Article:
The Role of Dual Diagnosis in Addiction Treatment
When patients are in need of addiction treatment for drugs or alcohol, it’s easy to focus exclusively on the substance abuse. In many cases, however, it’s just as important to give attention to co-occurring mental health issues.
It’s very common for those with mental health problems to begin struggling with addiction, and just as common for those who are addicted to various substances to begin experiencing mental health problems. Therefore, the best addiction treatment will be one that understands the role of dual diagnosis and the clear link between mental health and addiction recovery.
Determining if Dual Diagnosis is Necessary
The first step creating a treatment plan that deals with mental health and addiction is determining whether dual diagnosis truly is necessary. In some cases, patients who are struggling with mental health concerns are only doing so because these symptoms are a side effect of addiction. For instance, patients addicted to strong sedatives may be depressed, but that could be a common symptom of the drug rather than a pre-existing concern.
To determine whether patients are eligible candidates for dual diagnosis treatment, the first step is a complete evaluation upon admission to a detox program. However, this shouldn’t be the only time dual diagnosis is analyzed. After detox, and before rehab begins, is the optimal time to take a closer look at the mental health of patients. Since there won’t be any physical symptoms of drug or alcohol use to contend with at this stage, it will be easier to pinpoint any standalone mental health concerns such as depression, anxiety, PTSD, bipolar disorder or schizophrenia.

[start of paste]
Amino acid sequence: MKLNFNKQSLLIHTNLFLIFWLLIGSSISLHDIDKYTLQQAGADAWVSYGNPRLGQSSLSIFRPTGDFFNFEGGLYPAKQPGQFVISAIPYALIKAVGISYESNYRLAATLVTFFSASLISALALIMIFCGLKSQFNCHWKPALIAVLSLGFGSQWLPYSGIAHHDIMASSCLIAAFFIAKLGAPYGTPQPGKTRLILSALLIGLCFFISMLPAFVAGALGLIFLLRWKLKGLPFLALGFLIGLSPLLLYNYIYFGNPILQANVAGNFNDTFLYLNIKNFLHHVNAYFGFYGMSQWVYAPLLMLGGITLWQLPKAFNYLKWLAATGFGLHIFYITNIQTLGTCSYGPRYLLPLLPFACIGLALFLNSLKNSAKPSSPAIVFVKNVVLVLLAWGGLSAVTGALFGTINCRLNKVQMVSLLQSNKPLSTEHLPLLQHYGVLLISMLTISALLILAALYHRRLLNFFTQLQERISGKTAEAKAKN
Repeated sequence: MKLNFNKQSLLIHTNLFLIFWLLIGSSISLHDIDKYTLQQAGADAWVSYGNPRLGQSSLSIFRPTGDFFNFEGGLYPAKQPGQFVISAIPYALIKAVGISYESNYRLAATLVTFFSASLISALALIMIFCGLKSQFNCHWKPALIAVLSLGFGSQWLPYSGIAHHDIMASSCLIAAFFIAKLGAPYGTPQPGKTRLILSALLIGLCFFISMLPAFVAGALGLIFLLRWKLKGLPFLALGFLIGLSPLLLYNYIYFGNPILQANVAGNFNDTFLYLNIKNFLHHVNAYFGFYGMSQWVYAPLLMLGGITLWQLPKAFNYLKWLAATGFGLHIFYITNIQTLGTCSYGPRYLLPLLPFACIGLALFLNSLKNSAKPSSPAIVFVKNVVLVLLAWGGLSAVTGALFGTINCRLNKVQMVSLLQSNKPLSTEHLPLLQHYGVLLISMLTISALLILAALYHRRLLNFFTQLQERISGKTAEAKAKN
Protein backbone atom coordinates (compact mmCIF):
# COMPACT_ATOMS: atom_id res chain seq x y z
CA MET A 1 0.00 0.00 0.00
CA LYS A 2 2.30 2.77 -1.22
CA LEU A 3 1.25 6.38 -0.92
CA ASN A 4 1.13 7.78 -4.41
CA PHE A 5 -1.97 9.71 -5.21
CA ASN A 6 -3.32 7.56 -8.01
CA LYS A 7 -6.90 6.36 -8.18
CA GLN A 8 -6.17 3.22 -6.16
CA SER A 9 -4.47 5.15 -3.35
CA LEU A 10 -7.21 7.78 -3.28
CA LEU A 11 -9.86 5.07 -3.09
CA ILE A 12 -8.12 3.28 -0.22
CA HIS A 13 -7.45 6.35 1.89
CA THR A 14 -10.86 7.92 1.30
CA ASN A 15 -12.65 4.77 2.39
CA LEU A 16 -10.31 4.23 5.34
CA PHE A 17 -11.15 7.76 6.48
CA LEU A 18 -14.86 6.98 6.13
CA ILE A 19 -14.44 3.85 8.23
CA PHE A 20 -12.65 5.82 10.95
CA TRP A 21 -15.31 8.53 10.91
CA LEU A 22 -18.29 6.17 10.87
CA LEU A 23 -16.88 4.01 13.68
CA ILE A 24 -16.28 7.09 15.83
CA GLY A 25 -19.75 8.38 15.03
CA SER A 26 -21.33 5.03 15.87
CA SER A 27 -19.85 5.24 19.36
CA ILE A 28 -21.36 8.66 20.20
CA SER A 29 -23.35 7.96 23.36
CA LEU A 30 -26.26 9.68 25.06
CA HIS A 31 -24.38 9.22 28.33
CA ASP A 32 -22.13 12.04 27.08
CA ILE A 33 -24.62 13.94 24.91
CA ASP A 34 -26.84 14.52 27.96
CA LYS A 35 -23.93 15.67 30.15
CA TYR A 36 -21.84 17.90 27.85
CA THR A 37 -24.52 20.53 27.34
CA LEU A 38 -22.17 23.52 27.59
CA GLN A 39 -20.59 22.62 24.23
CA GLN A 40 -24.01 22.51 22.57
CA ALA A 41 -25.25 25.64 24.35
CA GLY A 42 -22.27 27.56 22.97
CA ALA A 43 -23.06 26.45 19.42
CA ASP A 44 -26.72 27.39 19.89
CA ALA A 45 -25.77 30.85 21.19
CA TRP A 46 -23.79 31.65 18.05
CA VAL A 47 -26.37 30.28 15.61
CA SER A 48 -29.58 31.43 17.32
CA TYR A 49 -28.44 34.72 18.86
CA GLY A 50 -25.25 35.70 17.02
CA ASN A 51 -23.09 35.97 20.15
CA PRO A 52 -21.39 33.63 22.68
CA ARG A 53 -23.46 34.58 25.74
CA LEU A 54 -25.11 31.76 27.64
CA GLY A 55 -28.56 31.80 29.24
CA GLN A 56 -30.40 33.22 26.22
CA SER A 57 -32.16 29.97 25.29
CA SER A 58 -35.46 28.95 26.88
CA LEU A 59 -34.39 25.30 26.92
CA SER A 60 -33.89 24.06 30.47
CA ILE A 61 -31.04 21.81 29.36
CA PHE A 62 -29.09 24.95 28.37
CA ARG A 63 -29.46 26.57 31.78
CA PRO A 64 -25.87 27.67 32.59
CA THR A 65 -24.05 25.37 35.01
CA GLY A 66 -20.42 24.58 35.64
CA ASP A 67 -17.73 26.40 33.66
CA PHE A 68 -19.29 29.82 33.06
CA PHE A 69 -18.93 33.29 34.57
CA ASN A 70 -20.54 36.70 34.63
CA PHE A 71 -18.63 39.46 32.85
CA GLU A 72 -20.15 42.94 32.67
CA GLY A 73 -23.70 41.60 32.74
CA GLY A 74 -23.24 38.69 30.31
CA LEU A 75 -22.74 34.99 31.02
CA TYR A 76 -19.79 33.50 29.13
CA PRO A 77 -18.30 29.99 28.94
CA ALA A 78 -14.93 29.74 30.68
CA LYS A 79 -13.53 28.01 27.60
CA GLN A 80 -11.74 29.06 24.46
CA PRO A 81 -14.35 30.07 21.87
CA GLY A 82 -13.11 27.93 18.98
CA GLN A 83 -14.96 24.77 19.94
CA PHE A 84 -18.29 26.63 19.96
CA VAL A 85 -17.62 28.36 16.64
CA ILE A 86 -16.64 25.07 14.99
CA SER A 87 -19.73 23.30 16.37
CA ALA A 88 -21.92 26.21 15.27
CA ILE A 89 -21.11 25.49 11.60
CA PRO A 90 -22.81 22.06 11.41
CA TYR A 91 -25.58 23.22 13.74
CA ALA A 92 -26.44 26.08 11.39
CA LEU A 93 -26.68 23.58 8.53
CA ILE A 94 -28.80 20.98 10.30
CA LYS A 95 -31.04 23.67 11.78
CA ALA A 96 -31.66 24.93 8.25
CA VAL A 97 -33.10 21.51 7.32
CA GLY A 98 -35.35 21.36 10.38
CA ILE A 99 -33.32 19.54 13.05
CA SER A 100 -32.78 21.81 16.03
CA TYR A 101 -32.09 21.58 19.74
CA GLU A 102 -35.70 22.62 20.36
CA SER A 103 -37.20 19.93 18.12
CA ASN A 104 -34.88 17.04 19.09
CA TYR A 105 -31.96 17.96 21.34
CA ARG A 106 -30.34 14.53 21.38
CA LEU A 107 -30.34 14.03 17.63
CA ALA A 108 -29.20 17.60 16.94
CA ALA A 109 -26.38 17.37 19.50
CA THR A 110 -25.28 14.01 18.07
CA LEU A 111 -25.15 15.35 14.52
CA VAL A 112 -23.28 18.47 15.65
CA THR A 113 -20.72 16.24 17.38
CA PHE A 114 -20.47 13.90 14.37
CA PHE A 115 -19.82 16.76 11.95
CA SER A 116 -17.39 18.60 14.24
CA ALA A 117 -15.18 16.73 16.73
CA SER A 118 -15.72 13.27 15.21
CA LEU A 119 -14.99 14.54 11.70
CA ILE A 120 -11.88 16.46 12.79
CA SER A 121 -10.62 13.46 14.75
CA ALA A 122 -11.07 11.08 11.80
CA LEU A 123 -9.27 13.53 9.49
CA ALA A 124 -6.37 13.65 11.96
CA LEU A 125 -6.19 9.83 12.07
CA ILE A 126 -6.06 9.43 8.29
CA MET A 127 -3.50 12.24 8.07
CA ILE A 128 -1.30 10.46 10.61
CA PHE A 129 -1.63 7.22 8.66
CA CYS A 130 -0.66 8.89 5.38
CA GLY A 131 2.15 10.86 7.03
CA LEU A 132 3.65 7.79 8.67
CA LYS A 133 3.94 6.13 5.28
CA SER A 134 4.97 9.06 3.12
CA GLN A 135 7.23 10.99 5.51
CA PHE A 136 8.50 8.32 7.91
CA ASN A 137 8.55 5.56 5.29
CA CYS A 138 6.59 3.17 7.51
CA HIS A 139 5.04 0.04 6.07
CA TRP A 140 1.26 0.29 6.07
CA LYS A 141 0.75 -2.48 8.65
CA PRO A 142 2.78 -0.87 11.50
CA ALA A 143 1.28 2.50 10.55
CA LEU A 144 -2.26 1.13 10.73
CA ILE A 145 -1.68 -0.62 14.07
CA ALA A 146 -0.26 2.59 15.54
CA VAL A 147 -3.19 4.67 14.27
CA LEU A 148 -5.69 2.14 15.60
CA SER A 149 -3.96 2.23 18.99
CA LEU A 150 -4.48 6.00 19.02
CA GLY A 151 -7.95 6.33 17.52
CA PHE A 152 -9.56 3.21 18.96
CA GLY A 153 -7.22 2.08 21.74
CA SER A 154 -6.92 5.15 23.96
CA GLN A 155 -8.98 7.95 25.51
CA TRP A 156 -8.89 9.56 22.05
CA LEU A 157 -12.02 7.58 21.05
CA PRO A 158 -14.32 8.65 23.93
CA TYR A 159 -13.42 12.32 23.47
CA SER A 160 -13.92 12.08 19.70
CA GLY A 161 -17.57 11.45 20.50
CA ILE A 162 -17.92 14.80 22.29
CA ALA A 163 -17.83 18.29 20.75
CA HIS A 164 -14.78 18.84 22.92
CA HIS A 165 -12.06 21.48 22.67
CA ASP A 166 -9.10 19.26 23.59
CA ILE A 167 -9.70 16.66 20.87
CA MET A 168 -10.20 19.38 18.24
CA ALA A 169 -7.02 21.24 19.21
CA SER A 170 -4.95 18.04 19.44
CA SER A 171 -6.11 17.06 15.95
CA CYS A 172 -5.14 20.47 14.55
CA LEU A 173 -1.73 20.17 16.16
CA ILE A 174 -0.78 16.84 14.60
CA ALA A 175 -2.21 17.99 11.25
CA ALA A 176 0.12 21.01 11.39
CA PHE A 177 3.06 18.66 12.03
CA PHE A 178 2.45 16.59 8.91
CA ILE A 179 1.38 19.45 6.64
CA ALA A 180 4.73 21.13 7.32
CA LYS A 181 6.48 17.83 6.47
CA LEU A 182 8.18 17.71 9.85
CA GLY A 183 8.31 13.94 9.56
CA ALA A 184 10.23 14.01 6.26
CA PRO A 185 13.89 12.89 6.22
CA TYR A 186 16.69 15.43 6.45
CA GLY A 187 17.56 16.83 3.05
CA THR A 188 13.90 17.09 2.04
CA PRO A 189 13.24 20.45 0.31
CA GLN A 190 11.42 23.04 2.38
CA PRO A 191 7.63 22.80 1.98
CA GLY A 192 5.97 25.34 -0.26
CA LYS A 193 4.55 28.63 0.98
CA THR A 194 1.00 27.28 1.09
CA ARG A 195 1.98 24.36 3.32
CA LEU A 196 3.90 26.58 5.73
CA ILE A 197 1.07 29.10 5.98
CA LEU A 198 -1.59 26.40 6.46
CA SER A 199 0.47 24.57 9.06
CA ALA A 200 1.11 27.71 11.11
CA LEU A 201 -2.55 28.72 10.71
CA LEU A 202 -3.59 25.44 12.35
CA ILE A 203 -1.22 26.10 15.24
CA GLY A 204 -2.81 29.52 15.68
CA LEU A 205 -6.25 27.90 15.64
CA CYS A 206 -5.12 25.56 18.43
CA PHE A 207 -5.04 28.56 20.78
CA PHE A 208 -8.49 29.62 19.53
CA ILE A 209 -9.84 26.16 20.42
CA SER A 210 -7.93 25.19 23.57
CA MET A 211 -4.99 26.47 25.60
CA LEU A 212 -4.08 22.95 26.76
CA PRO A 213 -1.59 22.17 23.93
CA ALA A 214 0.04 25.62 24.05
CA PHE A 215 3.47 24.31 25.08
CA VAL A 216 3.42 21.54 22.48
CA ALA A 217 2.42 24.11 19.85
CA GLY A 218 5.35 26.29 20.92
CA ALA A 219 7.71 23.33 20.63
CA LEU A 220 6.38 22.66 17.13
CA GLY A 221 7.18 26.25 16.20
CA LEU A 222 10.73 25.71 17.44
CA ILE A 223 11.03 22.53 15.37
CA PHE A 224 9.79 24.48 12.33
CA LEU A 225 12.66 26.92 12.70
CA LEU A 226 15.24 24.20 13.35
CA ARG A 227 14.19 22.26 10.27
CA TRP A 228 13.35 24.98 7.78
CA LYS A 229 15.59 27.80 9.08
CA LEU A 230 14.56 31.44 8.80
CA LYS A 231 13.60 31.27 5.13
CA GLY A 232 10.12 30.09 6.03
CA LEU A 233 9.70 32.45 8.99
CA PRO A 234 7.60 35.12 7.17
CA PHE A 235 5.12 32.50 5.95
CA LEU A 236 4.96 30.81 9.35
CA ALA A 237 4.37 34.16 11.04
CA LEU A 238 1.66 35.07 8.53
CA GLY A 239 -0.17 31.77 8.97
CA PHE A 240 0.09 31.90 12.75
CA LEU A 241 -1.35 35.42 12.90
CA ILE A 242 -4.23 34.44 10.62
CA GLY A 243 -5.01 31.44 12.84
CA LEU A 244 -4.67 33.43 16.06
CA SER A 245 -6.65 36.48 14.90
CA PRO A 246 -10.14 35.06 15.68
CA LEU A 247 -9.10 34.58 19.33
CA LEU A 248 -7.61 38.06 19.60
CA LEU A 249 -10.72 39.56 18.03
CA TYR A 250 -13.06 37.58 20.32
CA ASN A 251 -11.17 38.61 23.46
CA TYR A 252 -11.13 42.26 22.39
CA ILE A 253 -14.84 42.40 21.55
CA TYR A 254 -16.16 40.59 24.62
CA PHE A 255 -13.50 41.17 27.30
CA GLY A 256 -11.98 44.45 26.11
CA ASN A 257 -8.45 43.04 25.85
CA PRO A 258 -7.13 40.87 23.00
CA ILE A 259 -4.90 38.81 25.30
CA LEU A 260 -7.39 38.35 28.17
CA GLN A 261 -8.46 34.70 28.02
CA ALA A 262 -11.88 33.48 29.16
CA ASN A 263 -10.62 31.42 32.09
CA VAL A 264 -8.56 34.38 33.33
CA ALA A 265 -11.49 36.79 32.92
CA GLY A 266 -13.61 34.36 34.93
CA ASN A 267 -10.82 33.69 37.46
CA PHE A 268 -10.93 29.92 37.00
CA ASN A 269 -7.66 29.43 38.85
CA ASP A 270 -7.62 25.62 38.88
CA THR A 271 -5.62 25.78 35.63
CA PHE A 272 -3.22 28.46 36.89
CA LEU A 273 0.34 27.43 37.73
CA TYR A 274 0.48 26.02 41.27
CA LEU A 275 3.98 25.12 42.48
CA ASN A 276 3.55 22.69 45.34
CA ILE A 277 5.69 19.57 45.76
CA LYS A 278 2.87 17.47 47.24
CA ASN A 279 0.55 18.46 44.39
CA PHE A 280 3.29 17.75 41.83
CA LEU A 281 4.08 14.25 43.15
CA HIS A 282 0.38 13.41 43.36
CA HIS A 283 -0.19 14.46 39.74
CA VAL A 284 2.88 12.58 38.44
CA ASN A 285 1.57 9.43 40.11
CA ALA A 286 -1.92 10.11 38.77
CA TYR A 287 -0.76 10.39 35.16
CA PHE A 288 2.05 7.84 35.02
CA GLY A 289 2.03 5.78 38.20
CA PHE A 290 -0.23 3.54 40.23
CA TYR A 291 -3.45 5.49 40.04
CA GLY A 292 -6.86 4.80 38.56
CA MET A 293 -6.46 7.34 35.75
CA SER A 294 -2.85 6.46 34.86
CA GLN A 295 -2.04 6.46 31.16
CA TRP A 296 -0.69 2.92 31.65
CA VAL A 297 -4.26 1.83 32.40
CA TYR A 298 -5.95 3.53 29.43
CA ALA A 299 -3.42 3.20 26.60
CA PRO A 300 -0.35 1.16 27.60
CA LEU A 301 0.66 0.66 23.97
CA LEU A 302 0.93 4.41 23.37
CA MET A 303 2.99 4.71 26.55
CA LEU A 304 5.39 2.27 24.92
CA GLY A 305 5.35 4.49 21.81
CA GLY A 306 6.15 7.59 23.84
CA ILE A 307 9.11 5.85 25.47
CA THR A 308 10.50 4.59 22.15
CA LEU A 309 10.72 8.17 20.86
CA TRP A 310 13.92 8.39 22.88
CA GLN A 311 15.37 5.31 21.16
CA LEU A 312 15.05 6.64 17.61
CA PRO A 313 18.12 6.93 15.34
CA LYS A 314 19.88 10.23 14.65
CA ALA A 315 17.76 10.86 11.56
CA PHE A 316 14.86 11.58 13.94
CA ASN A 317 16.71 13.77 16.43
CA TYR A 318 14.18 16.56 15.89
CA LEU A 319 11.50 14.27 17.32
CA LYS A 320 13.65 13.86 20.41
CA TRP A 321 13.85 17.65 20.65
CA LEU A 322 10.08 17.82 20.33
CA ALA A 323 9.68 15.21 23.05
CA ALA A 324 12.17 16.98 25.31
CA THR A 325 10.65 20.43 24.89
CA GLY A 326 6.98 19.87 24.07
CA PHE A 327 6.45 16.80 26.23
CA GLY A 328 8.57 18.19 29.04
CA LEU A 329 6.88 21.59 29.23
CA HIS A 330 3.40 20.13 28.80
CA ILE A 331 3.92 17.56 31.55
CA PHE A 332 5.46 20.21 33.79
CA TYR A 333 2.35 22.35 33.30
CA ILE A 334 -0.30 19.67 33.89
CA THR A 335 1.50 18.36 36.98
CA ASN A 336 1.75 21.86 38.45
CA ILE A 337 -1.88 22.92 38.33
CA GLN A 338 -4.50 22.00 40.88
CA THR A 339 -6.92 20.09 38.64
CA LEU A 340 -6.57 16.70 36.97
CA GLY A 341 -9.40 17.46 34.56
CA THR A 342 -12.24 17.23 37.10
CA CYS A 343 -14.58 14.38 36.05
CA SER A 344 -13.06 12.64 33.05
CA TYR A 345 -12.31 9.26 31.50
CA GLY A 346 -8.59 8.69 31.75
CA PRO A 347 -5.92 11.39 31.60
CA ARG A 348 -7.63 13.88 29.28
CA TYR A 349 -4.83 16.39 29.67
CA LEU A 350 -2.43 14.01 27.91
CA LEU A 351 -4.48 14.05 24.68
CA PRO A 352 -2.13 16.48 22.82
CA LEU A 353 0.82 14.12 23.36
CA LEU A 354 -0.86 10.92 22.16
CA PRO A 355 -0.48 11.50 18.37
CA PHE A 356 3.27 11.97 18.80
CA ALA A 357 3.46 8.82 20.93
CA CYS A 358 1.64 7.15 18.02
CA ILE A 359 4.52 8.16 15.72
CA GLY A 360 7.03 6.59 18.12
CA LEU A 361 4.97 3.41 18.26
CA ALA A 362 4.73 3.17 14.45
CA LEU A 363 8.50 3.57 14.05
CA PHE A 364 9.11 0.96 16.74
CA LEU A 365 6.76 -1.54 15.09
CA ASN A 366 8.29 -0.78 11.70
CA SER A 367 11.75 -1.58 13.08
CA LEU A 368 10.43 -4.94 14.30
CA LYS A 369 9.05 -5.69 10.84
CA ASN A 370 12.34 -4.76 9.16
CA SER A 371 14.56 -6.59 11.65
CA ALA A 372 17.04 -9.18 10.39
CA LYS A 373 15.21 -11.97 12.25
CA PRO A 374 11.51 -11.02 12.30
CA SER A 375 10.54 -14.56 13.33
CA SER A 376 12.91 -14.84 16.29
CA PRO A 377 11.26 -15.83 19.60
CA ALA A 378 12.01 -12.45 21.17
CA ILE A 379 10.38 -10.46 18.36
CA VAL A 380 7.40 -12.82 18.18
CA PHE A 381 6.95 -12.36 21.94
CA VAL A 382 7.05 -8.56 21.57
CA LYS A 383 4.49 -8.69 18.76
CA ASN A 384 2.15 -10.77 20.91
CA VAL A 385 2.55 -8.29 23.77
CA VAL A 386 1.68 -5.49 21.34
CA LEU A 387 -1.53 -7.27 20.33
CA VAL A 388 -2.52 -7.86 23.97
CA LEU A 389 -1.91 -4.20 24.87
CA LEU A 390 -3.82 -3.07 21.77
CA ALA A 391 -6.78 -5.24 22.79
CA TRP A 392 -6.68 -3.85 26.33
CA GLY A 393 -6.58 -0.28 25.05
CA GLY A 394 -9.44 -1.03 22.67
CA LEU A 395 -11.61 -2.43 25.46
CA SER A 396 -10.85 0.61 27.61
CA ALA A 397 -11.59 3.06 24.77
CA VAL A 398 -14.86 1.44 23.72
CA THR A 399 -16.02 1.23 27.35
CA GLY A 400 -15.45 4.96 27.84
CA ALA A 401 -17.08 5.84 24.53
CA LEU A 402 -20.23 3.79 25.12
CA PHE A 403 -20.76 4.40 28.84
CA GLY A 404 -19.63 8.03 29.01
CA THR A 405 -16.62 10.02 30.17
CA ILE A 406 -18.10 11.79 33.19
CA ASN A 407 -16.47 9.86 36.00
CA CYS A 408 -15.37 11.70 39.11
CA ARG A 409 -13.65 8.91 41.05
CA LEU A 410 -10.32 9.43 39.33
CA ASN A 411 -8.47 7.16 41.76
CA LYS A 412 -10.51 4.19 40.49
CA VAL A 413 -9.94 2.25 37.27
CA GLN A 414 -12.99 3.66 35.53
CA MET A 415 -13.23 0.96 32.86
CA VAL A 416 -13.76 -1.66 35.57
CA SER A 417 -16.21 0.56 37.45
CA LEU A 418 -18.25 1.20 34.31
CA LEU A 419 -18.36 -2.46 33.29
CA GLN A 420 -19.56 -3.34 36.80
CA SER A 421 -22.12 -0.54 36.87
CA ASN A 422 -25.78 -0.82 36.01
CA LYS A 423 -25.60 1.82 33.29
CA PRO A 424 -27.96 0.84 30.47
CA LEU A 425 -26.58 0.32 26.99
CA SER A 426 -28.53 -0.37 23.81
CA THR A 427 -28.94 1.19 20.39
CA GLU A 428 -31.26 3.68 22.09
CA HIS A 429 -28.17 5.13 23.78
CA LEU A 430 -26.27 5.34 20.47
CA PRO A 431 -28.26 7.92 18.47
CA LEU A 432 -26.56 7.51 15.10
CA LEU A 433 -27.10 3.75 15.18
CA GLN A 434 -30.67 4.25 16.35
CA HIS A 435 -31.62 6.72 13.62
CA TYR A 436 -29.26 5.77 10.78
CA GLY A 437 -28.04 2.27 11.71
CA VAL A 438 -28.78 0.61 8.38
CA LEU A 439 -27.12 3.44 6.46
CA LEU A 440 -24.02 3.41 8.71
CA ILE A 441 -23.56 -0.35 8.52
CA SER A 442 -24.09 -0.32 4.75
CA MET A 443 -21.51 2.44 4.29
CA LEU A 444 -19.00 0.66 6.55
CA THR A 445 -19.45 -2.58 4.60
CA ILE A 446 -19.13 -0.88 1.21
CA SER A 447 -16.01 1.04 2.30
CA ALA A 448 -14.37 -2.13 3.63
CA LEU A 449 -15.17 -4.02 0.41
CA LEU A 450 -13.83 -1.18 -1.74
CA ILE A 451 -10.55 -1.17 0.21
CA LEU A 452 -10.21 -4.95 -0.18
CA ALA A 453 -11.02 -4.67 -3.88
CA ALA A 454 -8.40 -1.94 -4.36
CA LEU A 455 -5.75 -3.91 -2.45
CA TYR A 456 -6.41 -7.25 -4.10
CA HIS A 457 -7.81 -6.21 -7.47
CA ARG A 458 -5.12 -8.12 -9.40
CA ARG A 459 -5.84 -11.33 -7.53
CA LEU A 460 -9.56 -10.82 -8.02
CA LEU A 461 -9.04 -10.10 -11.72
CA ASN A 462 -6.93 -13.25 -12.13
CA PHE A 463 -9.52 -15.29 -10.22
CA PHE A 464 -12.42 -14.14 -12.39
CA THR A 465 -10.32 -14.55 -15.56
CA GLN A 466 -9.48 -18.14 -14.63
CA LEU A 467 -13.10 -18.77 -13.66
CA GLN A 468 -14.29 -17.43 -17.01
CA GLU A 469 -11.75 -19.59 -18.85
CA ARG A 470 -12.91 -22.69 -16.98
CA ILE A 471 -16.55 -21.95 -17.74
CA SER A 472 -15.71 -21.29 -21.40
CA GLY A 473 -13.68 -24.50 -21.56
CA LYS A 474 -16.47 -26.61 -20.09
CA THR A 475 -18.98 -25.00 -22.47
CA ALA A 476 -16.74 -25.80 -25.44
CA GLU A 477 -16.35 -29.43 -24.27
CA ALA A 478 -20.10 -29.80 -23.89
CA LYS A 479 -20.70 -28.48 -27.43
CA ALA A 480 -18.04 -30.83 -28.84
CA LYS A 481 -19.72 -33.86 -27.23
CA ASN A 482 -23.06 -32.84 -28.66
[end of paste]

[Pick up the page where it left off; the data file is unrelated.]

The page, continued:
Getting a Comprehensive View of Health and Recovery
Patients who begin down the road to recovery are often focused on one goal—getting sober. Achieving and maintaining sobriety is an admirable objective, but focusing on the physical symptoms alone may not be enough. A more comprehensive approach to wellness means taking mental health into consideration as well. Often, that means pinpointing and treating mental health problems in addition to addictive behaviors.
There are many different theories on what links mental health disorders and the frequency of addictive behaviors. Some research suggests that those struggling with mental health disorders, and who aren’t getting the medical help they need, are more likely to turn to drugs or alcohol as a means of self medication. Of course, suffering from addiction is likely to exacerbate the symptoms, making the situation worse.
Conversely, addiction itself can lead to mental health disorders. When individuals become addicted to drugs or alcohol, they can experience feelings like guilt or shame, which can in turn create internal stress and serious mental health problems. In environments where addiction is common, individuals may also be at higher risk for crimes like rape or physical abuse, and that can further increase the likelihood of trauma.
How Dual Diagnosis Can Prevent Relapse